Connecticut (Other Keyword)

1-4 (4 Records)

Inroduction to the John Hollister Site (2018)
DOCUMENT Citation Only Brian D Jones.

The John Hollister Site in Glastonbury, Connecticut was occupied from at least 1650 to about 1715. Since that time it has rested quietly beneath an isolated pasture.  Recent archaeological investigations of the site documents how effectively the Hollisters and their tenants were able to adapt to this new land and become socially and economically successful, despite many environmental, social, cultural and political challenges. The site is unique to Connecticut in providing such a rich picture of...

A Pleasant Eighteenth-Century Surprise: The Post-Contact Component of the SB 11 Site in Franklin, Connecticut (2017)
DOCUMENT Citation Only John Kelly.

In the summer of 2015, the Public Archaeology Laboratory, Inc. (PAL) conducted data recovery excavations at Susquetonscut Brook Pre-Contact Site 11 (SB 11), a multi-component site in Franklin, Connecticut. Prior archaeological investigations had produced a high density of pre-contact artifacts, but very few artifacts that would have suggested a sizeable post-contact occupation. However, the data recovery yielded 1,798 post-contact artifacts, revealing a substantial post-contact component to the...

Preliminary Results from a Late Archaic Site in Canaan, CT (2017)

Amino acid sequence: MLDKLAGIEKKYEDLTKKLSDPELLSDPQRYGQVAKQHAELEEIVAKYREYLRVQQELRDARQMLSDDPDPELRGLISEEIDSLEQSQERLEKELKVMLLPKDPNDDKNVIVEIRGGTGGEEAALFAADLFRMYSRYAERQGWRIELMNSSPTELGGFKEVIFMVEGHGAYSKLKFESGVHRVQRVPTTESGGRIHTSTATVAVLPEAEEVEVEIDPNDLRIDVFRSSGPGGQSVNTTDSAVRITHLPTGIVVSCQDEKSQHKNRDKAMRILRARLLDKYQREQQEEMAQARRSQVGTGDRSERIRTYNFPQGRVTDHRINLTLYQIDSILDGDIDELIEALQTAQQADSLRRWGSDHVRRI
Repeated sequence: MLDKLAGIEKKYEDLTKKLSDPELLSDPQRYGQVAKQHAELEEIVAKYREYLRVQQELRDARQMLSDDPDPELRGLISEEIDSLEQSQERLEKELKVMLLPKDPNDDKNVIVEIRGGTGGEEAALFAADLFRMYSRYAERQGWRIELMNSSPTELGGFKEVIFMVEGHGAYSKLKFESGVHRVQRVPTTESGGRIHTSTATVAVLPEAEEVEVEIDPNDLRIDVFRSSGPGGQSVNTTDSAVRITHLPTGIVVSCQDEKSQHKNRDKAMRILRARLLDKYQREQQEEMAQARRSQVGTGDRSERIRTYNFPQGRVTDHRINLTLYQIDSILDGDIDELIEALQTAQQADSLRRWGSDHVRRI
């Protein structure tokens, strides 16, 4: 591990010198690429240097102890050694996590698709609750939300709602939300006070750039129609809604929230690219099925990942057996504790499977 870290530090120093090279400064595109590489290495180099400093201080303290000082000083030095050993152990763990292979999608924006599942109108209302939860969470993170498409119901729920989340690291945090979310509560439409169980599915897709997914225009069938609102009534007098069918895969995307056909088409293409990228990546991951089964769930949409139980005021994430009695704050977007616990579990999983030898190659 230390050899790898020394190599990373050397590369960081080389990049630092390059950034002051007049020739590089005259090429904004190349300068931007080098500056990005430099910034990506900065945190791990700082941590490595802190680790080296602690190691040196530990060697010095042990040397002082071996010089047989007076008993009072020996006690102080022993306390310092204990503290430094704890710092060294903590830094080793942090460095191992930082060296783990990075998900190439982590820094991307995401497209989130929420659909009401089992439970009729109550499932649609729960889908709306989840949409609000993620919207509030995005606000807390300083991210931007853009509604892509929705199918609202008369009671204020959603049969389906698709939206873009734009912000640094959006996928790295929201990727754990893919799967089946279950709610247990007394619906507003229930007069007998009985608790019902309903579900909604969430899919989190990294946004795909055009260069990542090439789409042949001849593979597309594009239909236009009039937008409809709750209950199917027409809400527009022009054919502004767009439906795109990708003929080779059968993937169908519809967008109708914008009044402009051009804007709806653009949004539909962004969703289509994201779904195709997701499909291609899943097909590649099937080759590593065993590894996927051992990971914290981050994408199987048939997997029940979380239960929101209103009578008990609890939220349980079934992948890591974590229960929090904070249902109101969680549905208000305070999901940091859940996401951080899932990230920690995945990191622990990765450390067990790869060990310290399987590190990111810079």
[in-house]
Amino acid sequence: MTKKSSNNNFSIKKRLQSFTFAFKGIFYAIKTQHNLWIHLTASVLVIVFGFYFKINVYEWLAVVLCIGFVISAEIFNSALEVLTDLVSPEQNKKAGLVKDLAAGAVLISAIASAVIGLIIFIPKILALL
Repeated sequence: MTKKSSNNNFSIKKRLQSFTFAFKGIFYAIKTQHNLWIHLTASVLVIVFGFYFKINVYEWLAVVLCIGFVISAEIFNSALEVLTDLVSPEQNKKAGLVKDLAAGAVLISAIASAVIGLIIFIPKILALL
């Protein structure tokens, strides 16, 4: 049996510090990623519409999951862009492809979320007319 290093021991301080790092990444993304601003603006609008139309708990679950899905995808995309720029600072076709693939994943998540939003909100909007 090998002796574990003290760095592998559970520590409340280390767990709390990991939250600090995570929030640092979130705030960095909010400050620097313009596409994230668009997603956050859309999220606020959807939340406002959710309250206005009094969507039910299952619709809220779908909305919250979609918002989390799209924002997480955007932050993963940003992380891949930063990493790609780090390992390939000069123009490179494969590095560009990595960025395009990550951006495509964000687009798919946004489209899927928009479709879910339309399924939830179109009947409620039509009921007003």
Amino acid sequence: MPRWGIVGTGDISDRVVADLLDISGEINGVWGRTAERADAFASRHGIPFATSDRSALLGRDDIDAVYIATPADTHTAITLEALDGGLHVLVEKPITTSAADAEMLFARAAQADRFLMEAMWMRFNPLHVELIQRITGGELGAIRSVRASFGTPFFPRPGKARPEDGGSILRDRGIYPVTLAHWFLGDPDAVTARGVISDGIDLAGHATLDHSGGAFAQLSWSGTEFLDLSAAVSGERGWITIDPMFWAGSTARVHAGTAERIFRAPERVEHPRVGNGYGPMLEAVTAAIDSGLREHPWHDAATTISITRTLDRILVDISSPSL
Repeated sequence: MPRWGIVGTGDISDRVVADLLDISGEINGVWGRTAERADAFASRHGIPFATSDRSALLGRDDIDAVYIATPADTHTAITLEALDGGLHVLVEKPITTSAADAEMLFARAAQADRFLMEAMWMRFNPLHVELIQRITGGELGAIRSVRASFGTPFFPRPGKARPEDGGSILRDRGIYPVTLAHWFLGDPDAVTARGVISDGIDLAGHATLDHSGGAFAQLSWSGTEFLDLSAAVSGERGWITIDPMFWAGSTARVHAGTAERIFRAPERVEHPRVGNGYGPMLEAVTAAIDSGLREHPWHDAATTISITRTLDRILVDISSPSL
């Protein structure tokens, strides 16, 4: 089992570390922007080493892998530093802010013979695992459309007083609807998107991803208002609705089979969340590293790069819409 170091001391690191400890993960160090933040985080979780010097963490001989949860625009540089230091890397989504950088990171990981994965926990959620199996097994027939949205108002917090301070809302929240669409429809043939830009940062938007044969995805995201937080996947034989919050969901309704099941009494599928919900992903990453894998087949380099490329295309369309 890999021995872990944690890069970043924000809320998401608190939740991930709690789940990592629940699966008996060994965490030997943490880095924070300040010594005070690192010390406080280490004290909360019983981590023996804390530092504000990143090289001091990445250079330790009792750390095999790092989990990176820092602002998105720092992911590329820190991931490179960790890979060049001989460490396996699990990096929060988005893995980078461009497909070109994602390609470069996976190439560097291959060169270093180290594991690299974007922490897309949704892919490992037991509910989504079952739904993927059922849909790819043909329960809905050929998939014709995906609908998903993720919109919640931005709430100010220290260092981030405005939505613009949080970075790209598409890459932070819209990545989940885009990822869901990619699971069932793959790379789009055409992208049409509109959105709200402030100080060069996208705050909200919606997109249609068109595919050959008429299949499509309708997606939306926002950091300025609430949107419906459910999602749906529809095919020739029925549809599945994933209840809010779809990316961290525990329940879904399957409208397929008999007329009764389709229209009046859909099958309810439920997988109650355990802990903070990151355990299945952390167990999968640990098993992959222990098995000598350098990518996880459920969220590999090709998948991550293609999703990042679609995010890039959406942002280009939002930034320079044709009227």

DOCUMENT Citation Only Mandy Ranslow. Sarah Sportman.

Robbins Swamp is a large freshwater swamp located within the Housatonic River drainage in Litchfied County, Connecticut. Archaeological sites within its environs and along nearby rivers date from the Paleoindian period through the Woodland period, indicating the wetland and nearby rivers and streams were an important resource for Native Americans for over 12,000 years. With the exception of George Nicholas' extensive work for his dissertation, which identified 500 additional sites, few...

War-time Metal Production, Reappropriation, and Use: Spatial Patterning and Metal Technology at an early Seventeen Century Pequot Village (2016)
DOCUMENT Citation Only Megan K Willison.

Site 59-73 is believed, based upon its location and archaeological assemblage, to be the location of several wigwams burned down during the English retreat after the Mystic massacre on May 26, 1637 as described in John Mason’s A Brief History of the Pequot War (1736:32). This village is believed to have been a response to the impeding war with the English. As such, its assemblage and spatial patterning provide a unique perspective into the use and reuse of metallic trade objects during the...